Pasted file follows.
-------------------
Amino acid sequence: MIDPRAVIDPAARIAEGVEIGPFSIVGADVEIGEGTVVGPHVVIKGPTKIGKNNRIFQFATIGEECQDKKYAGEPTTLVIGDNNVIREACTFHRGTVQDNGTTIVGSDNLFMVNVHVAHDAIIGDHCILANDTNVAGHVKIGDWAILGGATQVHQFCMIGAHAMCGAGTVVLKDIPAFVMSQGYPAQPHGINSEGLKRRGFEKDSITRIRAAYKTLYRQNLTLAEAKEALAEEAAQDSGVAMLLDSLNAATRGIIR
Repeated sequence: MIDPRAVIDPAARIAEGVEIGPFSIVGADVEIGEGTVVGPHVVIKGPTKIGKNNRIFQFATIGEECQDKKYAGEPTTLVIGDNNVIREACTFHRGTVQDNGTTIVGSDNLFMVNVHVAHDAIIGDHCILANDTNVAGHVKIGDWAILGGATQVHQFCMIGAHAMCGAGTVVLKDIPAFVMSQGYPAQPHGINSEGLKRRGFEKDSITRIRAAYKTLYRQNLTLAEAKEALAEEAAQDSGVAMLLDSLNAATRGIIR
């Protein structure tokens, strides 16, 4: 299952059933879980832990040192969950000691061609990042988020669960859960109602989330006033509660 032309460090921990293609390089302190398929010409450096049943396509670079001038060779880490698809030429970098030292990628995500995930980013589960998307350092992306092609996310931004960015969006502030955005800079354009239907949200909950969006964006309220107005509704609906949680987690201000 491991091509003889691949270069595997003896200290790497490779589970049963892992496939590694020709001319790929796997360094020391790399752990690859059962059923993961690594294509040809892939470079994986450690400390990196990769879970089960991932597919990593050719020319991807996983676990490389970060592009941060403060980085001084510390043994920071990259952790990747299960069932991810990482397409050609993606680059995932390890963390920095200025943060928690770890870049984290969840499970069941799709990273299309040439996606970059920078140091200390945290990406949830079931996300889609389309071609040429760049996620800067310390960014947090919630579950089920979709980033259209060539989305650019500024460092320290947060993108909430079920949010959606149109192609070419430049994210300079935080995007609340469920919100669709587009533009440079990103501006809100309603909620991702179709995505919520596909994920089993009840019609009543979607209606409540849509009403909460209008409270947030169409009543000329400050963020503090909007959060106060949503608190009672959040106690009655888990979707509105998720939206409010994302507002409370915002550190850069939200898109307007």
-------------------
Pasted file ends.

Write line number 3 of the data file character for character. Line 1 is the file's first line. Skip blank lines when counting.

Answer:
């Protein structure tokens, strides 16, 4: 299952059933879980832990040192969950000691061609990042988020669960859960109602989330006033509660 032309460090921990293609390089302190398929010409450096049943396509670079001038060779880490698809030429970098030292990628995500995930980013589960998307350092992306092609996310931004960015969006502030955005800079354009239907949200909950969006964006309220107005509704609906949680987690201000 491991091509003889691949270069595997003896200290790497490779589970049963892992496939590694020709001319790929796997360094020391790399752990690859059962059923993961690594294509040809892939470079994986450690400390990196990769879970089960991932597919990593050719020319991807996983676990490389970060592009941060403060980085001084510390043994920071990259952790990747299960069932991810990482397409050609993606680059995932390890963390920095200025943060928690770890870049984290969840499970069941799709990273299309040439996606970059920078140091200390945290990406949830079931996300889609389309071609040429760049996620800067310390960014947090919630579950089920979709980033259209060539989305650019500024460092320290947060993108909430079920949010959606149109192609070419430049994210300079935080995007609340469920919100669709587009533009440079990103501006809100309603909620991702179709995505919520596909994920089993009840019609009543979607209606409540849509009403909460209008409270947030169409009543000329400050963020503090909007959060106060949503608190009672959040106690009655888990979707509105998720939206409010994302507002409370915002550190850069939200898109307007």